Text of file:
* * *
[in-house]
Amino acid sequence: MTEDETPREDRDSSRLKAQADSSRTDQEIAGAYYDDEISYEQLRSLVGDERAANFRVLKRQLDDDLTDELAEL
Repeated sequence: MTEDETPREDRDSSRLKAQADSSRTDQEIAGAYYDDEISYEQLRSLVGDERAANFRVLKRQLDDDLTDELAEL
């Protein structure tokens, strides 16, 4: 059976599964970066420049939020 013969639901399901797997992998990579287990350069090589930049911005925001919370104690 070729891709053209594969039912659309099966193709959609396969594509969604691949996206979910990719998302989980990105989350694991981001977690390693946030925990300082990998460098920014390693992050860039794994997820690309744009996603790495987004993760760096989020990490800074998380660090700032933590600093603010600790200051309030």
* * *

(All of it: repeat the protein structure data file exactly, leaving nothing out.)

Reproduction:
[in-house]
Amino acid sequence: MTEDETPREDRDSSRLKAQADSSRTDQEIAGAYYDDEISYEQLRSLVGDERAANFRVLKRQLDDDLTDELAEL
Repeated sequence: MTEDETPREDRDSSRLKAQADSSRTDQEIAGAYYDDEISYEQLRSLVGDERAANFRVLKRQLDDDLTDELAEL
């Protein structure tokens, strides 16, 4: 059976599964970066420049939020 013969639901399901797997992998990579287990350069090589930049911005925001919370104690 070729891709053209594969039912659309099966193709959609396969594509969604691949996206979910990719998302989980990105989350694991981001977690390693946030925990300082990998460098920014390693992050860039794994997820690309744009996603790495987004993760760096989020990490800074998380660090700032933590600093603010600790200051309030």